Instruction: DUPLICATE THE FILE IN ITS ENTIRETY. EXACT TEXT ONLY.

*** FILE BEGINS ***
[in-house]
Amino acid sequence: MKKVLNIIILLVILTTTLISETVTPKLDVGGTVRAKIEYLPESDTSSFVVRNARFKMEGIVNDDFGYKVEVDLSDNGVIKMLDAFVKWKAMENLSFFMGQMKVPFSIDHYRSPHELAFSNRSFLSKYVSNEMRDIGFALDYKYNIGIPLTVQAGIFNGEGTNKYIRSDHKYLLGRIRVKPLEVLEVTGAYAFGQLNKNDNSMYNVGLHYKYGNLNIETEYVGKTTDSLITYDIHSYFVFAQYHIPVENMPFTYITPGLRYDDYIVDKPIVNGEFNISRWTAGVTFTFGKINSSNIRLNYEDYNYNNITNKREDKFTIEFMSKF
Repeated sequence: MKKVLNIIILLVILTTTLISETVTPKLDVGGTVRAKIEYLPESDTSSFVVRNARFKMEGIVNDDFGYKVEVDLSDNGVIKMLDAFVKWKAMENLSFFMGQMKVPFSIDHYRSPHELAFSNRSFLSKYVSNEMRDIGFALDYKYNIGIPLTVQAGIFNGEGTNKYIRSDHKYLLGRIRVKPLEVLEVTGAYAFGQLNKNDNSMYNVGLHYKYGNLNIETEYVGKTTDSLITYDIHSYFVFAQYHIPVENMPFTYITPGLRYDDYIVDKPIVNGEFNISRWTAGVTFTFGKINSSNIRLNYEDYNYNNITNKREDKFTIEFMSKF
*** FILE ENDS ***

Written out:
[in-house]
Amino acid sequence: MKKVLNIIILLVILTTTLISETVTPKLDVGGTVRAKIEYLPESDTSSFVVRNARFKMEGIVNDDFGYKVEVDLSDNGVIKMLDAFVKWKAMENLSFFMGQMKVPFSIDHYRSPHELAFSNRSFLSKYVSNEMRDIGFALDYKYNIGIPLTVQAGIFNGEGTNKYIRSDHKYLLGRIRVKPLEVLEVTGAYAFGQLNKNDNSMYNVGLHYKYGNLNIETEYVGKTTDSLITYDIHSYFVFAQYHIPVENMPFTYITPGLRYDDYIVDKPIVNGEFNISRWTAGVTFTFGKINSSNIRLNYEDYNYNNITNKREDKFTIEFMSKF
Repeated sequence: MKKVLNIIILLVILTTTLISETVTPKLDVGGTVRAKIEYLPESDTSSFVVRNARFKMEGIVNDDFGYKVEVDLSDNGVIKMLDAFVKWKAMENLSFFMGQMKVPFSIDHYRSPHELAFSNRSFLSKYVSNEMRDIGFALDYKYNIGIPLTVQAGIFNGEGTNKYIRSDHKYLLGRIRVKPLEVLEVTGAYAFGQLNKNDNSMYNVGLHYKYGNLNIETEYVGKTTDSLITYDIHSYFVFAQYHIPVENMPFTYITPGLRYDDYIVDKPIVNGEFNISRWTAGVTFTFGKINSSNIRLNYEDYNYNNITNKREDKFTIEFMSKF